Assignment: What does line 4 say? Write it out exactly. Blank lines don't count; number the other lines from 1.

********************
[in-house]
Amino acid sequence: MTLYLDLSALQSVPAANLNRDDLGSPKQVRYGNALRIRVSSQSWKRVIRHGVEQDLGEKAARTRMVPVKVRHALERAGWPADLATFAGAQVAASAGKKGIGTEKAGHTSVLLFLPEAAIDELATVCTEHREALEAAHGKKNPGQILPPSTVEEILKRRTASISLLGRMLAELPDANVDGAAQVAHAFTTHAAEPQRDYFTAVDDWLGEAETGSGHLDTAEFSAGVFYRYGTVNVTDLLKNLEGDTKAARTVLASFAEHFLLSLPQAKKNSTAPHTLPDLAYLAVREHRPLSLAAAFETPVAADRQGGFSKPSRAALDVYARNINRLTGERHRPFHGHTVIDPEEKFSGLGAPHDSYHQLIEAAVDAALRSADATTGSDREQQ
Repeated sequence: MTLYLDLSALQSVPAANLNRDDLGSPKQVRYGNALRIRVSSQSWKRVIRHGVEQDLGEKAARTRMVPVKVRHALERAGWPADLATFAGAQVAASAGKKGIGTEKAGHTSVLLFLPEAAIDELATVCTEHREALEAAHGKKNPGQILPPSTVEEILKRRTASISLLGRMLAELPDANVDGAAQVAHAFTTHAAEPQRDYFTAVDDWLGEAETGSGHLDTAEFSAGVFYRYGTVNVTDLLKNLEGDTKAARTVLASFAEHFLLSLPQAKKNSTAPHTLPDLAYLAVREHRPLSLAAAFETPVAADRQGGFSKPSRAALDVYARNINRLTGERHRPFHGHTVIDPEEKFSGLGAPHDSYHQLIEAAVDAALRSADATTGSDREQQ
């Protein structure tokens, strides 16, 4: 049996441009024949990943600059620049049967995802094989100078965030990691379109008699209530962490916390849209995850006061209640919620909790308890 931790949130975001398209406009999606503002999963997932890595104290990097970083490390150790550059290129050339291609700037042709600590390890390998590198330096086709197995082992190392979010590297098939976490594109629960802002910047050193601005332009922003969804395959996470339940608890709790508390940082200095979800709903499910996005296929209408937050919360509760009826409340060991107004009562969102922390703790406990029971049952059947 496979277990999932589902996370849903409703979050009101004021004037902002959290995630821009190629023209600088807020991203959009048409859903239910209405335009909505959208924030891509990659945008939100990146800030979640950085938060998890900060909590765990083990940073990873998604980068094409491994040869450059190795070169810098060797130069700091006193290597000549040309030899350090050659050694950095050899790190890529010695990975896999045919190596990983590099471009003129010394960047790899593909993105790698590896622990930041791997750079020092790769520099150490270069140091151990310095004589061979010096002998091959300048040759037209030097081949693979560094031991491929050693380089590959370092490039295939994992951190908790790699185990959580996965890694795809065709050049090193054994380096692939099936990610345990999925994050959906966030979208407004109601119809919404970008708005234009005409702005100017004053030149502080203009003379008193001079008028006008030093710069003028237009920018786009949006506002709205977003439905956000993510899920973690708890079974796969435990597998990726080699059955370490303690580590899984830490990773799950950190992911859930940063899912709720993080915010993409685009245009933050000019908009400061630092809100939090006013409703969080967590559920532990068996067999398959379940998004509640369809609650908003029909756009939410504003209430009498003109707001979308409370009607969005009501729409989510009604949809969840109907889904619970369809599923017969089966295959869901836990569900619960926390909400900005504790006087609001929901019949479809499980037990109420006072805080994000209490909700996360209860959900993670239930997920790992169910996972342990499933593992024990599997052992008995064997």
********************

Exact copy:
């Protein structure tokens, strides 16, 4: 049996441009024949990943600059620049049967995802094989100078965030990691379109008699209530962490916390849209995850006061209640919620909790308890 931790949130975001398209406009999606503002999963997932890595104290990097970083490390150790550059290129050339291609700037042709600590390890390998590198330096086709197995082992190392979010590297098939976490594109629960802002910047050193601005332009922003969804395959996470339940608890709790508390940082200095979800709903499910996005296929209408937050919360509760009826409340060991107004009562969102922390703790406990029971049952059947 496979277990999932589902996370849903409703979050009101004021004037902002959290995630821009190629023209600088807020991203959009048409859903239910209405335009909505959208924030891509990659945008939100990146800030979640950085938060998890900060909590765990083990940073990873998604980068094409491994040869450059190795070169810098060797130069700091006193290597000549040309030899350090050659050694950095050899790190890529010695990975896999045919190596990983590099471009003129010394960047790899593909993105790698590896622990930041791997750079020092790769520099150490270069140091151990310095004589061979010096002998091959300048040759037209030097081949693979560094031991491929050693380089590959370092490039295939994992951190908790790699185990959580996965890694795809065709050049090193054994380096692939099936990610345990999925994050959906966030979208407004109601119809919404970008708005234009005409702005100017004053030149502080203009003379008193001079008028006008030093710069003028237009920018786009949006506002709205977003439905956000993510899920973690708890079974796969435990597998990726080699059955370490303690580590899984830490990773799950950190992911859930940063899912709720993080915010993409685009245009933050000019908009400061630092809100939090006013409703969080967590559920532990068996067999398959379940998004509640369809609650908003029909756009939410504003209430009498003109707001979308409370009607969005009501729409989510009604949809969840109907889904619970369809599923017969089966295959869901836990569900619960926390909400900005504790006087609001929901019949479809499980037990109420006072805080994000209490909700996360209860959900993670239930997920790992169910996972342990499933593992024990599997052992008995064997």